The truth is, I never walked into this house and instantly loved it. I saw that it would work and that it was nice and that was that. I was tired and full of baby. And by the time came that I got settled in here, I knew deep down I would never love it. It is a great house. But it’s only my home because the people I love most are here with me in it.
Some day I hope I have a house I love. I know a fellow military wife with their house on the market right now, and every showing is like she’s got to pick a body part to sell. She adores her house and doesn’t want to move. When that finally happens to me, I hope I feel exactly the same way.
It’s at times like this one – holding my screaming son while he wails like a banshee because of some unknown cause – that even a hoodie doesn’t help. That moment when you’ve just stepped in the shower and went “ahhhh” underneath the hot spray, and the baby monitor goes insane. It doesn’t help them either.
It doesn’t help when you’re up to your ears in work for a position you volunteered for, and the work you’ve delegated somehow manages to become yours again. Or the passive aggressive daily emails from people all implying you don’t do anything, even though you run yourself ragged at the edges whenever the baby is sleeping and sometimes even when he’s not.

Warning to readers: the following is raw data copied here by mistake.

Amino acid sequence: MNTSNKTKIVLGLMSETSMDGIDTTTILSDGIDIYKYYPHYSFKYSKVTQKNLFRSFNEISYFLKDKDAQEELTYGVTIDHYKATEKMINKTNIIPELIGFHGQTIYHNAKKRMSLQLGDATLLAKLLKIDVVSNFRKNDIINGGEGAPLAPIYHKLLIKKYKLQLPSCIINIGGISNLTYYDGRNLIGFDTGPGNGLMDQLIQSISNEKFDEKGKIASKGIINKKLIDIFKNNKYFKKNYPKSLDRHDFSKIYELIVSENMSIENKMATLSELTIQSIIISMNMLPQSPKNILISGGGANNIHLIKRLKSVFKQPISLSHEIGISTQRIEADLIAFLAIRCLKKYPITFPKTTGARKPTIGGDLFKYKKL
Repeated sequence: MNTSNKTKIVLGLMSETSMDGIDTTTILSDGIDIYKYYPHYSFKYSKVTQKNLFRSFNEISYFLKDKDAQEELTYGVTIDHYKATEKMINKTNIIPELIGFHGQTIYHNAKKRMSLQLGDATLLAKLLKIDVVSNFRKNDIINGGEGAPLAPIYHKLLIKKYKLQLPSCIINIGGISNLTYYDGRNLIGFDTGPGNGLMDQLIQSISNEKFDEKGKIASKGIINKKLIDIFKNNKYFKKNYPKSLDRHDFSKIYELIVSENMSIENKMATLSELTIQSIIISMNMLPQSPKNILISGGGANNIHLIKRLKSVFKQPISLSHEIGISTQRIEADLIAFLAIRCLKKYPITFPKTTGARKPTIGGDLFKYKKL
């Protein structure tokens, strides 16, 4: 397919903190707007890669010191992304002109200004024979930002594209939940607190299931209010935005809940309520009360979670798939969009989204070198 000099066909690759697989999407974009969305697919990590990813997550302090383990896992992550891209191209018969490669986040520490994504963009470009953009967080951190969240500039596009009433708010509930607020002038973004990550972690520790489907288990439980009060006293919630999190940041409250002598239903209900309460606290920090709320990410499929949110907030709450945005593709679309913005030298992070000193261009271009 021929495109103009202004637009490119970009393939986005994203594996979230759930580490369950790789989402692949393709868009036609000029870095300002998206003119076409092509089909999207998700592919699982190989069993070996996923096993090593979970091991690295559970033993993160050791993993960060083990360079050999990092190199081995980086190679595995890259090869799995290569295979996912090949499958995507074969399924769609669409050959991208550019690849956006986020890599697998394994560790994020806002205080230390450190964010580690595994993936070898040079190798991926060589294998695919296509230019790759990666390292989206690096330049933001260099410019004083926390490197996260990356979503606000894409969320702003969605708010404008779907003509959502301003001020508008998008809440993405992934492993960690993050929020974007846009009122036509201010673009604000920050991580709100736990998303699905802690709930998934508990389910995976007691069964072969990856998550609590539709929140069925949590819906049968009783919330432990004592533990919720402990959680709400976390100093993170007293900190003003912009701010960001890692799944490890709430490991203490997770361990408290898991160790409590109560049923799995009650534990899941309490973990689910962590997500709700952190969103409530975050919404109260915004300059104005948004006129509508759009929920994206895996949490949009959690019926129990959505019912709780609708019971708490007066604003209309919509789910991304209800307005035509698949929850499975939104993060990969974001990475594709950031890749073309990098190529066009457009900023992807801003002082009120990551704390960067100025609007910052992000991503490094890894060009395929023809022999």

It doesn’t help with any of that.
What it does do is remind me that he’ll be home soon. That this is all impermanent, and soon he’ll be able to give me the hug I desperately need. That he can hold my hand when I need it, or give me a shoulder to lean on if I need one of those too. That he’s been away overseas, but it wasn’t anywhere dangerous, that the biggest concern he has is how much room he has in his suitcase to bring stuff home, and that it wasn’t for long.
Chronologically, that is. Relatively, it feels like it’s been a year.
Our son has cut his first two teeth, had his first bout of stomach flu, and had his immunizations while MiniSir’s been gone. I admittedly have pushed myself too hard, staying up until midnight most nights to get things done. I just want to crawl in his hoodie and be left alone for a while so I can sleep for three days.